This new refinery will turn Alberta oil sands into diesel fuel

This new bitumen refinery is being designed to reduce its environmental impact

by Gail Jansen-Kesslar
A computer generated rendering of what the new NWR Project will look like upon completion.

A computer generated rendering of what the Redwater project will look like upon completion. — Photo courtesy Brookline Public Relations

The North West Redwater project 45 kilometres northeast of Edmonton is breaking new ground this spring in more ways than one.

The project aims to build and operate a world-class bitumen refinery, the first to be built in Canada since 1982 and the largest in North America since 1977. The project is a joint venture between North West Upgrading Inc. and Canadian Natural Resources Limited, with each company owning a 50 per cent stake in the partnership.

“We’re really the first people that have had a chance to do this in the way that we’re doing it,” said Ian MacGregor, chair of North West Upgrading. “There’s no magic in what we’re doing, we’re using proven industrial scale processes. It’s just a unique way of doing it.”

Currently excavation is taking place at the site, with above-ground construction set to begin this spring despite a few unexpected slowdowns in the financing process. Still, MacGregor said both the financing and the project itself are on target, with the refinery slated to be completed in the first quarter of 2016.

“It’s an enormous financing undertaking, and the banking documents are six feet thick,” said MacGregor. “But that’s just how long it takes and we knew that going in. As far as we’re concerned we’re on schedule.”

Environment is the primary concern

The refinery is being designed right from the start to reduce its environmental impact, with a carbon capturing and storage solution at the top of its environmental priorities.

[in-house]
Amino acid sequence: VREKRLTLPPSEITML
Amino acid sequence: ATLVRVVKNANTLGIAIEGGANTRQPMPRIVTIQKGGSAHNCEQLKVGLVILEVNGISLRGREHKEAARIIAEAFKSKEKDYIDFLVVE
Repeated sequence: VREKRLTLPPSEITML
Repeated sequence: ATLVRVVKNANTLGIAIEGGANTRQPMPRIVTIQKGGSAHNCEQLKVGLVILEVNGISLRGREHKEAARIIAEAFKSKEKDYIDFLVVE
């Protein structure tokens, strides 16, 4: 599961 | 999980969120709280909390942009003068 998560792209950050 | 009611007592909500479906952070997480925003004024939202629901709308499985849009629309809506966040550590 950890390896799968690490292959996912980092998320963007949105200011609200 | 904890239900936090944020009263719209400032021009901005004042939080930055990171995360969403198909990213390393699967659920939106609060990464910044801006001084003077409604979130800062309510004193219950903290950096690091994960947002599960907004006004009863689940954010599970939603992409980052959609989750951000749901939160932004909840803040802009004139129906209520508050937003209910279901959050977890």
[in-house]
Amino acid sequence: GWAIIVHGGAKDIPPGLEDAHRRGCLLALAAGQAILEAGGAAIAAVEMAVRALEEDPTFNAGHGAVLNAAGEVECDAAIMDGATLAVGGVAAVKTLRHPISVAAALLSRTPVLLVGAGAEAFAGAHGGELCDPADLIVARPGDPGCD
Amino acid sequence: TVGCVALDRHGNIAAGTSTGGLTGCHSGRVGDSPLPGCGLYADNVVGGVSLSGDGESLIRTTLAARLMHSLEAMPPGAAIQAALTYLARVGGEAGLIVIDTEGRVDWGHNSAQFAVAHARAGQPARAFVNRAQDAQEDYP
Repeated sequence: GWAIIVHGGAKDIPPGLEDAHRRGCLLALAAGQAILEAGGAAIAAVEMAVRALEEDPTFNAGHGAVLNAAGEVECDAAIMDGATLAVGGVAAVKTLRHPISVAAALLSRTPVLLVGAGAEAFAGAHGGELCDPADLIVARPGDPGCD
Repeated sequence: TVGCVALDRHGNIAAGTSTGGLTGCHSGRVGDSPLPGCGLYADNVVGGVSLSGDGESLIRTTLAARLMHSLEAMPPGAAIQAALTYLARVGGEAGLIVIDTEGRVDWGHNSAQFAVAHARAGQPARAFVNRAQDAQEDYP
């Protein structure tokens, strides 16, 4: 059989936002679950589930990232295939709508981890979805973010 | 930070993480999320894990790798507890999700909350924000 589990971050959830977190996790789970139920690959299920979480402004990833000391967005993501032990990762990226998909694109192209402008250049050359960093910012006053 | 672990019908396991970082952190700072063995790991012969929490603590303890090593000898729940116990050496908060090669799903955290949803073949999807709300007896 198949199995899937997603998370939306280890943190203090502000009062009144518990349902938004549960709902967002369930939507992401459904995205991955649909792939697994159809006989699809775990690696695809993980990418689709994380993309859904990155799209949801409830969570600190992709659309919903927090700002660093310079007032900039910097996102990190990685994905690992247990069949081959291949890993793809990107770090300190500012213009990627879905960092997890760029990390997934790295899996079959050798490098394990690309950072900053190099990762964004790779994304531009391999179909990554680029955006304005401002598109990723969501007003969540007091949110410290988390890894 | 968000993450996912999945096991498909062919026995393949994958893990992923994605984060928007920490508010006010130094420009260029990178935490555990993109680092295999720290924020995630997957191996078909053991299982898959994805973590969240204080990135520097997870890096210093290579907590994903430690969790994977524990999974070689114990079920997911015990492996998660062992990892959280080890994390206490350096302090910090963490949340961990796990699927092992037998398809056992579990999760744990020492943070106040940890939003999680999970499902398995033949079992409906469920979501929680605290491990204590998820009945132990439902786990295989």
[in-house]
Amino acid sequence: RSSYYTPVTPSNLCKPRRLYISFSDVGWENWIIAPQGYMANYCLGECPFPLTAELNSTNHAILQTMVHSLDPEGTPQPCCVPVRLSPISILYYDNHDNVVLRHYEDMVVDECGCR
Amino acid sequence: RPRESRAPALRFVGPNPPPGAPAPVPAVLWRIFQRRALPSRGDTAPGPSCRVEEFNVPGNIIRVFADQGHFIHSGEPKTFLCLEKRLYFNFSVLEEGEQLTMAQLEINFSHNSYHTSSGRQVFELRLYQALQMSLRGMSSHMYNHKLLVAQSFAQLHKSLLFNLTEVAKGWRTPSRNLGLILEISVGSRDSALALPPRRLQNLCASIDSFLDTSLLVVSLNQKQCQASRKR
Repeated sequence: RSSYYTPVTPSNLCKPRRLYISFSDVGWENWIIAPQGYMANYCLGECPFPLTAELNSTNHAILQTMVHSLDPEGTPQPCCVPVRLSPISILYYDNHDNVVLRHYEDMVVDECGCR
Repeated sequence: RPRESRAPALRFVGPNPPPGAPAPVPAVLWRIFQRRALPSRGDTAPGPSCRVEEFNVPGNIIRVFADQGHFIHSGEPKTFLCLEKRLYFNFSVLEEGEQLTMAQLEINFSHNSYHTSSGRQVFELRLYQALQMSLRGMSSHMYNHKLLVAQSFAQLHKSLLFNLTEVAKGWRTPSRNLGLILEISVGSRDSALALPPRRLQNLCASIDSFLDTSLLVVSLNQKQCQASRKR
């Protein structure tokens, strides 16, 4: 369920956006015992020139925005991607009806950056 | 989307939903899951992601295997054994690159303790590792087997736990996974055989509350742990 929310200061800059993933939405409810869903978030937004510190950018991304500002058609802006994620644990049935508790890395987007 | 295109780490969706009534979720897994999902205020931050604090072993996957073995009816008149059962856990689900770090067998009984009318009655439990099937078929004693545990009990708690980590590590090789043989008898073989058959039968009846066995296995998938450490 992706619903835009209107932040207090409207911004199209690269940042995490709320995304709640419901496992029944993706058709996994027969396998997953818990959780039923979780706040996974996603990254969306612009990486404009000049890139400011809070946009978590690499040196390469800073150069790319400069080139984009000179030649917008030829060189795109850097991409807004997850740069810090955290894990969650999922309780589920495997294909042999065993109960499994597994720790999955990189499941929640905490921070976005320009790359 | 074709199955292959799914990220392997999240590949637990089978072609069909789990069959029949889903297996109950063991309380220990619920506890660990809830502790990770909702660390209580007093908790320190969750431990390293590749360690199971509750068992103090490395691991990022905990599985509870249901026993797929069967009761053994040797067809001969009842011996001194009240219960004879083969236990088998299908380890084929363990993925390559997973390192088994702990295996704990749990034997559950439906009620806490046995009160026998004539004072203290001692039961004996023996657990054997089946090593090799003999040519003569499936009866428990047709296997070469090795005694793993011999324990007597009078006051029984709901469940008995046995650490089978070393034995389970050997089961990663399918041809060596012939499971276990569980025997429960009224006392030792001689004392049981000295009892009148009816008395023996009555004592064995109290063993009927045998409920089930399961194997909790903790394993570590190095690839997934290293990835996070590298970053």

“Refineries emit enormous quantities of CO2,” said MacGregor, “and we’re the first refinery in the world that’s capturing that CO2 with the aim of selling it back to the enhanced oil recovery industry in Alberta.

“When designing it we knew that this would be a refinery that would last 50 years, so every element of the design was scrutinized through that environmental lens.”

Converting bitumen to diesel

In Alberta the enhanced oil recovery potential that exists through old reservoirs is set to bring about a whole new industry, all thanks to the repurposed CO2 emissions that will help at pulling that fresh supply of oil out of the ground. And while the so-called bitumen bubble has wreaked havoc on Alberta’s royalties and has affected many in the oil industry in a negative way, in this case, said MacGregor, it only enhances the product this refinery will produce: diesel.

“We did our financial forecasts with bitumen priced much higher and we can still make good money at the old prices. So for us, we’re on the other side of that bubble," said MacGregor. "Now we have a cheaper feedstock that isn’t worth nearly as much as when we started, and the diesel fuel we’ll be producing is actually worth a lot more.”

“Bitumen prices are low because there’s a lot of bitumen here. Maybe a third of the world’s future oil is in northeastern Alberta, and we can’t ship it anywhere. So we have to convert it into things that we can ship. And diesel is one of those things. We can ship diesel today.”

Diesel in demand

More than 2000 tankers full of diesel left Canada’s west coast last year, and rapidly-growing Asian and South American economies run on diesel and are seeking new sources, MacGregor said NWR is well situated to be at the forefront of that demand, even if the Keystone Pipeline were approved and began funnelling NWR’s bitumen into the U.S.

“I think there is more bitumen today than Keystone can take away,” said MacGregor. “I’m not in the business of forecasting prices, but what I think is there’s lots of bitumen and there isn’t enough take away capacity. I’ve seen production forecasts that say we’re going to get to five million barrels a day of bitumen by 2030—that would need seven Keystone pipelines by 2030. So, we’re not going to have the takeaway capacity and we better decide to do something with it. And the thing we can do with it is make diesel fuel.”

“What’s happening today is people are sending bitumen or refining on the Gulf Coast and then they're exporting diesel fuel. The U.S. market is full. They export now. So when we send our bitumen down there, they’re going to refine it and export it. So why can’t we do that?”

MacGregor admits that before NWR can start shipping that diesel they will have to overcome a lot of hurdles.

“We have people who have been working in this industry for their whole careers, and they’re experts at it. So there’s lots of challenges, but we’re up for the job and we like those challenges.”

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